Two-factor authentication (2FA) is a security method that requires two different ways of proving your identity. It is commonly used in everyday life. For example paying with a credit card not only requires the card, but also a PIN, a signature, or an ID. With 1FA becoming increasingly unreliable as a security measure, two-factor authentication is rapidly gaining importance for logging into online accounts.
Per default, almost all online accounts use password authentication, i.e. a one-factor authentication method. The problem with passwords is that they are easily hacked. A further problem is that many users still use one and the same password for all their accounts. While being a bit of a hassle, 2FA significantly increases security by asking for an additional authentication factor, thus making it much harder to hack an account.
What Exactly Is Two-Factor Authentication (2FA)
As mentioned in the introduction, 2FA is a login method. The two authentication factors can be one of the following:
- Something you know, typically a password or the answer to a security question
- Something you have, for example a security code sent to your mobile or an ATM card
- Something you are, i.e. biometric data such as your fingerprints
Everyday examples where 2FA is employed are drawing money from the ATM (card + PIN), paying with a credit card (card + signature OR card + PIN OR card + security code), or entering a foreign country (passport + biometric data).
Why You Should Use It
Imagine someone hacked into your email account. What kind of information would they gain access to?
Here is an idea: user names of other accounts, passwords to other accounts, alternative email addresses, personal data, personal photos, scanned documents, information about your friends, family, and other contacts, credit card numbers, bank account numbers, insurance numbers, anything else?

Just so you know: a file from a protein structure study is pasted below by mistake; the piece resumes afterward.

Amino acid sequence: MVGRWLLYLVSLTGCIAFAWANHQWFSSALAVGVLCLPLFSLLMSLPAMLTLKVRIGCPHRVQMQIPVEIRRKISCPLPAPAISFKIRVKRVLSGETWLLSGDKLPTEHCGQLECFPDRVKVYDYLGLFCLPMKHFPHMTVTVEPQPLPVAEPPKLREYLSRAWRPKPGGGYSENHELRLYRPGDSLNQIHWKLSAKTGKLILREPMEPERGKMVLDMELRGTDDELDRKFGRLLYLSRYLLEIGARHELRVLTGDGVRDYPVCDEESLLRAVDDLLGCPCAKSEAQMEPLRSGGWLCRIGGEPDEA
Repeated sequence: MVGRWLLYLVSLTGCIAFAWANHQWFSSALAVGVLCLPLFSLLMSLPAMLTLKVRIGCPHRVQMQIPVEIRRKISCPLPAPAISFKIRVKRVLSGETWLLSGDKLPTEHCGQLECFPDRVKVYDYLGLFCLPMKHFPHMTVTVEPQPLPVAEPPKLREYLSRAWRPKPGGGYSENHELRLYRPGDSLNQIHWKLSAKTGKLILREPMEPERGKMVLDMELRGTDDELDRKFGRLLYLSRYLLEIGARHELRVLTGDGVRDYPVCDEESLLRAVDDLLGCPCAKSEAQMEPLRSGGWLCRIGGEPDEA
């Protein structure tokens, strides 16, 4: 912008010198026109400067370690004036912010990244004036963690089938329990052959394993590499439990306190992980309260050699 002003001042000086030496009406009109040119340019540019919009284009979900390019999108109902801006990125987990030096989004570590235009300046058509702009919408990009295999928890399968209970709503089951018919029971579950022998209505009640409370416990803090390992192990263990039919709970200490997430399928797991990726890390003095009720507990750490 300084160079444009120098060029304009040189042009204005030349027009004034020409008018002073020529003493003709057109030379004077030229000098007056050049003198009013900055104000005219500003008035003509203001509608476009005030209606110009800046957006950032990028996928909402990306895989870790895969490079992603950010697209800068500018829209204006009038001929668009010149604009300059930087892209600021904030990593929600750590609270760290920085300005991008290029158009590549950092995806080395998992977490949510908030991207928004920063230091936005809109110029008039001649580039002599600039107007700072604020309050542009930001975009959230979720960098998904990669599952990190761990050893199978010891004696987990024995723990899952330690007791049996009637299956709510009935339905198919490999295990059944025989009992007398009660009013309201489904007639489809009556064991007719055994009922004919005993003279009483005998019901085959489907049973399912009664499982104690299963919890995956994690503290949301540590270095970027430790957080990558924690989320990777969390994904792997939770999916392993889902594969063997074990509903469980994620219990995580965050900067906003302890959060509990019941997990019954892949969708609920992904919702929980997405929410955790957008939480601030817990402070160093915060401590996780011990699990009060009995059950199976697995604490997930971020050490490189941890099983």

Would this information potentially help them to hack into some of your other accounts, for example Facebook? And at how many places have you logged in using your Facebook or another social media account?
When you think about it, you will find that most of your online accounts are interlinked. Hacking one of them probably gives a smart person access to several other of your accounts. In other words, if someone manages to hack into one of your key accounts, your identity has practically been stolen and the potential consequences are madness.
Where You Should Use It
Ideally, you should use 2FA for all accounts where you store any type of personal information, as well as accounts that have payment information linked to them. This includes, but is not limited to:
- email account/s
- Facebook and similar social media accounts
- online banking
- online payment accounts
- online shopping accounts
- any type of cloud storage service
- online gaming accounts
Unfortunately, not all online accounts or services offer 2FA or are clear about it. Often, it’s a matter of poking around their website to find additional security options.
Two key online services that do offer 2FA and for which you should definitely enable it are Facebook (login approvals) and Google (2-step verification). You can read more about their respective 2FA features here:
2FA is an indispensable security measure for your key online accounts, such as email, banking, or social networking. While two-factor authentication doesn’t mean your accounts are immune to attacks, it does make your accounts more resilient as a hacker needs to crack more than a simple password. Whether or not a second authentication factor is worth the hassle depends on the account and what type of information is stored in it.
Where are you using two-factor authentication and do you think it’s worth the hassle?
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